2. Sukhasana (Easy Pose) – A perfect introductory pose, this asana simply involves sitting in an appropriate cross-legged position. Despite its ease, this asana carries a lot of benefits. It helps the body relax, and acts as a great introduction to a yogic session, and is also very conducive for meditation. Its relaxing properties make it great for hypertension.
3. Setu Bandha Sarvangasana (Bridge Pose) – A great challenge for beginners, this bridge pose tones the stomach and helps in strengthening various muscles groups, particularly the back and the shoulders. Added action on the lungs, chest and kidney facilitate relaxation and blood circulation.
4. Uttanasana (Standing Forward Bend) – A great way to relieve the stiffness of the spine and neck, this asana also provides a great stretch to the legs and hips, and stimulates the liver and kidneys. With all the relief that comes with it, a calmer you will also surely follow
5. Savasana (Corpse Pose) – Deceptively simple, this asana is about putting the body in a free pose so that relaxation can follow. Thus, it becomes an exercise of duality, one wherein you have to control the movements of both your mind and body to facilitate true relaxation. It is also a great pose for meditation.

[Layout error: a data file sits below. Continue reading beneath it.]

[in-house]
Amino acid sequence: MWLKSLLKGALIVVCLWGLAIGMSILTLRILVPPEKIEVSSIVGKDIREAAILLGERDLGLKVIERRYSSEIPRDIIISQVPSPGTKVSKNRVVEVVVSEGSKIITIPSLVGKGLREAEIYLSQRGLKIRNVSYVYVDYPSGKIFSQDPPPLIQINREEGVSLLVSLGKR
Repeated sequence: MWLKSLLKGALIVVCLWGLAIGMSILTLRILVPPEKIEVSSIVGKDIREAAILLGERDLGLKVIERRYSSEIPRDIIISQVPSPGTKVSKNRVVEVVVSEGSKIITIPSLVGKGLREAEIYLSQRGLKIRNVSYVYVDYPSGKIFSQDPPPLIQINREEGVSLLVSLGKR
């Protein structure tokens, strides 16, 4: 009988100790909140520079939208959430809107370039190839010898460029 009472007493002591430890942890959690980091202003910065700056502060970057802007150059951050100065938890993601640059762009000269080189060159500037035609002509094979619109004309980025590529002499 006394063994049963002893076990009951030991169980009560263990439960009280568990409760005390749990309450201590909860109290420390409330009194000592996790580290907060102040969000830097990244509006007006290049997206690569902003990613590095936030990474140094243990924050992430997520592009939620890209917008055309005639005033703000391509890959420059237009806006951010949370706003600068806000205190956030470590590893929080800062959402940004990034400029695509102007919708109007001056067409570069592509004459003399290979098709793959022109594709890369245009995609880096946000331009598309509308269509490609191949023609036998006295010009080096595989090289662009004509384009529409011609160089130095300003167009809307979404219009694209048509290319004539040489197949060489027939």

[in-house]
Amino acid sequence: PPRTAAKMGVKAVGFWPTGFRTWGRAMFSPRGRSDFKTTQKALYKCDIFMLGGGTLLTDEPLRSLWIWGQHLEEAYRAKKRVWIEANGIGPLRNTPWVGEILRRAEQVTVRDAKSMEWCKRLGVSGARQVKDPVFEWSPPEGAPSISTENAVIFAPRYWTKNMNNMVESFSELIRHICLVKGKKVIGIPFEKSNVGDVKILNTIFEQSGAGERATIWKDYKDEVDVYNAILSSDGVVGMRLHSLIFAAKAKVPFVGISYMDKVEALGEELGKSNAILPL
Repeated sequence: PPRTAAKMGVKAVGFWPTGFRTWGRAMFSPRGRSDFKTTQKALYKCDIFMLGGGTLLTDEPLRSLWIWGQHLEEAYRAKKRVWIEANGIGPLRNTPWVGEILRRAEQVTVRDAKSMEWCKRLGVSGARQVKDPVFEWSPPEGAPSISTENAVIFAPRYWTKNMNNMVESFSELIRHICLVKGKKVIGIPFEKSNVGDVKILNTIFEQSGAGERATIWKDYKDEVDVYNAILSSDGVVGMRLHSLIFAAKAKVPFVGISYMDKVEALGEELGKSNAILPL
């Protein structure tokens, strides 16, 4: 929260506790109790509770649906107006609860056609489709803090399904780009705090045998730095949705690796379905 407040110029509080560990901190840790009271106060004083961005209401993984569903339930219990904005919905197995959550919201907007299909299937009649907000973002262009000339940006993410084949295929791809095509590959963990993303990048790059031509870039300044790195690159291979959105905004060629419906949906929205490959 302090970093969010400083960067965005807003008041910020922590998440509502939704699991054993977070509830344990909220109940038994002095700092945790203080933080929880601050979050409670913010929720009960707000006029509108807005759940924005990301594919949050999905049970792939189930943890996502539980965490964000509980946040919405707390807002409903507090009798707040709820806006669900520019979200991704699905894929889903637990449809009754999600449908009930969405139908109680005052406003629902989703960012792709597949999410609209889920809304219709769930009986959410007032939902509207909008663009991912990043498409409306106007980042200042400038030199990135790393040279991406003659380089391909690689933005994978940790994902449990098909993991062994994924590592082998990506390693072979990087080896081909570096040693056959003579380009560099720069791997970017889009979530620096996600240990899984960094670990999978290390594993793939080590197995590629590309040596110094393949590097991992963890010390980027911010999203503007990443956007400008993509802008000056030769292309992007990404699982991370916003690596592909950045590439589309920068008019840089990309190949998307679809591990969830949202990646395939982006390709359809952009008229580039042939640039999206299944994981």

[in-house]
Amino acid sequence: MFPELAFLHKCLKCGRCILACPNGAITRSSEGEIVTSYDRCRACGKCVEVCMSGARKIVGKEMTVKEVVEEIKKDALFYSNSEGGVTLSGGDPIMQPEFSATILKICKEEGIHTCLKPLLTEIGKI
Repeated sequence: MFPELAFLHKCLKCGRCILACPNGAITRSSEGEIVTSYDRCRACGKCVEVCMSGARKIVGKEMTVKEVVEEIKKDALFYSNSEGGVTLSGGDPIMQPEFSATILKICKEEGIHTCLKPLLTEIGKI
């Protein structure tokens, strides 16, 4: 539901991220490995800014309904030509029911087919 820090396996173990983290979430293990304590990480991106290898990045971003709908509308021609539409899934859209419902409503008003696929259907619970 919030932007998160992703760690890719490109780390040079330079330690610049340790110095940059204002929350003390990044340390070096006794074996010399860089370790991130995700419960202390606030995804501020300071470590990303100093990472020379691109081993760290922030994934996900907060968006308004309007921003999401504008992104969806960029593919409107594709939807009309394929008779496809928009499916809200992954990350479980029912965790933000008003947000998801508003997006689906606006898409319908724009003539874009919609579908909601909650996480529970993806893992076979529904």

6. Paschimottanasana (Sitting Forward Bend) – An effective challenge for those looking to work the body, this asana gives a stretch you will not find in few other activities. It may require practice however, but the element of discipline also makes it a great relaxer.
7. Viparita Karani (Legs Up The Wall Pose) – Yet another gentle stretch with relaxation added in, this asana is an easy work even for those who may be out of shape. This asana promotes blood movement towards the central organs of the body, and thus helps in invigorating the circulatory system.
8. Bhujasana (Cobra Pose) – This pose strengthens the arms and shoulders, decreases stiffness in the lower back, and works the muscles in the chest and stomach, providing an all-round upper body workout. It is also known to elevate mood, and reduce mental stress along with physical tension.